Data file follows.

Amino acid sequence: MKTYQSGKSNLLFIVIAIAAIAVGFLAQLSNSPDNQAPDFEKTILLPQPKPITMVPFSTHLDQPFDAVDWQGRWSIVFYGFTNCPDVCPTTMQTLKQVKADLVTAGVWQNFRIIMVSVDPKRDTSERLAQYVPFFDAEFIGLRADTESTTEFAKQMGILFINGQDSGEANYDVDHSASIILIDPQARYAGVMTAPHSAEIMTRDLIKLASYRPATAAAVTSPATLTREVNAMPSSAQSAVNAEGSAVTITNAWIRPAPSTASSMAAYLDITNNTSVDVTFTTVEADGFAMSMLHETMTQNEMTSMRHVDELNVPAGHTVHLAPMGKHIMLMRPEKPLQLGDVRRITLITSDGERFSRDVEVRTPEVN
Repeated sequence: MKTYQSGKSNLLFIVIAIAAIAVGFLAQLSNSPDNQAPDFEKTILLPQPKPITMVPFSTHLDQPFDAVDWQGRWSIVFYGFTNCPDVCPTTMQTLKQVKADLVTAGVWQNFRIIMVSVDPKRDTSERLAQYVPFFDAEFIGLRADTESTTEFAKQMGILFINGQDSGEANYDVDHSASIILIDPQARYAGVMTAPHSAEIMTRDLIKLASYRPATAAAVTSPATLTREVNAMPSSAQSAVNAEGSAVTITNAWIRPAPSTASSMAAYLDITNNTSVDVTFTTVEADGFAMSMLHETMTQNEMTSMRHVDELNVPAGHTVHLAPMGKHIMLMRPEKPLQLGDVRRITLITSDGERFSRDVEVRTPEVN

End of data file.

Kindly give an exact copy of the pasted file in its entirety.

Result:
Amino acid sequence: MKTYQSGKSNLLFIVIAIAAIAVGFLAQLSNSPDNQAPDFEKTILLPQPKPITMVPFSTHLDQPFDAVDWQGRWSIVFYGFTNCPDVCPTTMQTLKQVKADLVTAGVWQNFRIIMVSVDPKRDTSERLAQYVPFFDAEFIGLRADTESTTEFAKQMGILFINGQDSGEANYDVDHSASIILIDPQARYAGVMTAPHSAEIMTRDLIKLASYRPATAAAVTSPATLTREVNAMPSSAQSAVNAEGSAVTITNAWIRPAPSTASSMAAYLDITNNTSVDVTFTTVEADGFAMSMLHETMTQNEMTSMRHVDELNVPAGHTVHLAPMGKHIMLMRPEKPLQLGDVRRITLITSDGERFSRDVEVRTPEVN
Repeated sequence: MKTYQSGKSNLLFIVIAIAAIAVGFLAQLSNSPDNQAPDFEKTILLPQPKPITMVPFSTHLDQPFDAVDWQGRWSIVFYGFTNCPDVCPTTMQTLKQVKADLVTAGVWQNFRIIMVSVDPKRDTSERLAQYVPFFDAEFIGLRADTESTTEFAKQMGILFINGQDSGEANYDVDHSASIILIDPQARYAGVMTAPHSAEIMTRDLIKLASYRPATAAAVTSPATLTREVNAMPSSAQSAVNAEGSAVTITNAWIRPAPSTASSMAAYLDITNNTSVDVTFTTVEADGFAMSMLHETMTQNEMTSMRHVDELNVPAGHTVHLAPMGKHIMLMRPEKPLQLGDVRRITLITSDGERFSRDVEVRTPEVN